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Thursday, June 05, 2008

When Companies Doth Complain Too Much

I was taken somewhat aback when I read how Lehman Brothers responded to an inquiry about allegations made by short seller David Einhorn. “We will not continue to refute Mr. Einhorn’s allegations and accusations,” an unnamed spokeswoman told The Wall Street Journal. "Mr. Einhorn cherry-picks certain specific items from our quarterly filing and takes them out of context and distorts them to relay a false impression of the firm’s financial condition which suits him because of his short position in our stock. He also makes allegations that have no basis in fact with the same hope of achieving personal gain."

It’s understandable that Lehman would vehemently deny Mr. Einhorn’s allegations questioning the firm’s accounting. However, the statement seems a tad personal, particularly since Mr. Einhorn has made no secret of his short position. Lehman’s essential public defense appears to be that Mr. Einhorn’s allegations are wrong simply because he benefits handsomely if they are right.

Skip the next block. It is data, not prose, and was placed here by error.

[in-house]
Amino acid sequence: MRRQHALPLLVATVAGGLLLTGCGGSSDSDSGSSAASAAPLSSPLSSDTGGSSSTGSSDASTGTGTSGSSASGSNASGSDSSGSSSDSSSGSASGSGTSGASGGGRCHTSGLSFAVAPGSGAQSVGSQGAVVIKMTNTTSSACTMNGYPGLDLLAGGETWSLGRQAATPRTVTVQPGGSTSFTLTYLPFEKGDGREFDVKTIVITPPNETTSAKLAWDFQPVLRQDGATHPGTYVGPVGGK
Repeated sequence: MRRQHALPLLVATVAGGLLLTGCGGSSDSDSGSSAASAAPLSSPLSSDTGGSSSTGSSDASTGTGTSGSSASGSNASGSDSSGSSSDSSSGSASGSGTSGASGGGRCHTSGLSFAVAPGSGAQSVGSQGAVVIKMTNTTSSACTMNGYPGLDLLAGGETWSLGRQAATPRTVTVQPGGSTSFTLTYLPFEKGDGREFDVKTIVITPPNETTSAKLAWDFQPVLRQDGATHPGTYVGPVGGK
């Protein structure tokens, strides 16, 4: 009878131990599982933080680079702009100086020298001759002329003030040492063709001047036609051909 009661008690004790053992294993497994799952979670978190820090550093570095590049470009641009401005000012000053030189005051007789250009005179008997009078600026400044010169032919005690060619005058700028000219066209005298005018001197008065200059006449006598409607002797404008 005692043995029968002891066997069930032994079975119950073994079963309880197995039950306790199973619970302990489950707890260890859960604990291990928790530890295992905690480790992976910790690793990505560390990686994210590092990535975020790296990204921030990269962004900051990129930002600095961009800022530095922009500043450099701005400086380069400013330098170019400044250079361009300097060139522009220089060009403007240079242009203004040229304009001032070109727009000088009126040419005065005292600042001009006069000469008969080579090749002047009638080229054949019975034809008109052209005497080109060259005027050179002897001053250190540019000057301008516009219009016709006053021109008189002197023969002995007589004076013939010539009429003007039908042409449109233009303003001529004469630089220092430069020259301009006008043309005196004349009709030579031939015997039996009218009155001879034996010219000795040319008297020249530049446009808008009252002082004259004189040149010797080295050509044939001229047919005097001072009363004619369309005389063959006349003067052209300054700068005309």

I’m not going to take sides on this one, as I’m not privy to all the facts. Still, Lehman’s seemingly personal attacks on Mr. Einhorn hardly inspire confidence if history is any indication.

Back in 2001 a young reporter at Fortune named Bethany McLean began questioning the accounting of a then highly revered Houston-based company called Enron. Jeffrey Skilling, the company’s then chief executive, called her unethical for failing to do more research. And Kenneth Lay, Enron’s former chairman, complained to Fortune’s editor that McLean was relying on information provided by a short seller who wanted to drive down the price of the company’s stock. Turns out, that short seller had good reason to be short on the stock.

Then there were the attacks by L. Dennis Kozlowski when he was the CEO of Tyco International. In response to a report by David Tice questioning Tyco’s accounting, Mr. Kozlowski said he was outraged by the “false and baseless” report. ''There is no risk that investors will wake up one day and find out'' that ''there's something wrong with the way we've been recording revenue or the way we've been recording margins.'' Mr. Tice, too, was also a short seller.

Finally, there was the press release Calpine International issued on August 27, 2004 attacking a report by an independent research firm called Rate Financials questioning Calpine’s accounting. The release said the report was riddled with “flagrant, misleading and inaccurate allegations.” Sixteen months later Calpine filed for bankruptcy.

For the sake of the public markets, I truly hope that Lehman ultimately defies a disturbing trend that suggests a possible inverse relationship between reality and the vehemence of a company’s denials.

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